Lucian Freud

From Brick:

Vaginas drive men crazy—some in a good way, some in a really bad way. The vagina is a lurid mystery, wild, reckless, immoral. A primitive thing to get lost in, like the bubbling cauldron at the centre of all cannibalistic ceremonies. Vaginas have a will of their own. As far as I know, in my life, I have driven only one man literally crazy with the unintentional power and timing of unbidden acts of my own vagina.

I was sixteen years old and one of a dozen or so passengers from Montreal, heading down in a converted school bus to a hippie festival in a remote location on the edge of a large, murky lake in Texas. It was 1988, and we wore secondhand clothes and jewellery made of coloured thread and semi-precious stones, silver, wood, and bone. Our hair was unwashed and our tanned skin buffed by the dust and the dirt; nature was gradually repossessing us. You can lie down anywhere and the earth is your blanket. The boundary around yourself slowly disintegrates. We arrived at sunrise, the air misty, a trace of coolness in the heat, a pink sky; the milky edge of the water the colour of tea.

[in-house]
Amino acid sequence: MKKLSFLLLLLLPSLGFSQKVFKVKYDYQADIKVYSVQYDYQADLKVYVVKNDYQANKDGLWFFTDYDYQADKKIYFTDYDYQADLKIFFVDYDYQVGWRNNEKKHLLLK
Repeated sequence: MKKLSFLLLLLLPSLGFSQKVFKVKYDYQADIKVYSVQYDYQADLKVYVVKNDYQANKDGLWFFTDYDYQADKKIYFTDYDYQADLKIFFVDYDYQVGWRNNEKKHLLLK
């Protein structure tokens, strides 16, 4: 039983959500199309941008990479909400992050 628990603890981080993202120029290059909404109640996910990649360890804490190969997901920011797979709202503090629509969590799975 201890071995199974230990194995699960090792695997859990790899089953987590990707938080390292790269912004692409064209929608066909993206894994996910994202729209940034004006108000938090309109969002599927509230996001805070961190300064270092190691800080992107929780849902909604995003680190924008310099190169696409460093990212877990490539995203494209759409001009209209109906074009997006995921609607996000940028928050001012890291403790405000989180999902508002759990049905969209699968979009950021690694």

It was there that I first laid eyes on Lance, a few evenings later, as I wandered from one campfire to another, stepping into the halo of yet another small, human grouping: the conversations, the music, the preposterous lines of dialogue. She’s doing power animal retrieval in Colorado now. I was young and enthralled by the newness, the adventure, the exhilarating freedom of it all. I was naked except for a long Indian cotton skirt. The air was full of insect noises and the ring of laughter in the darkness. The sky was flung with stars.

“Coming Apart”, Christine Pountney, Brick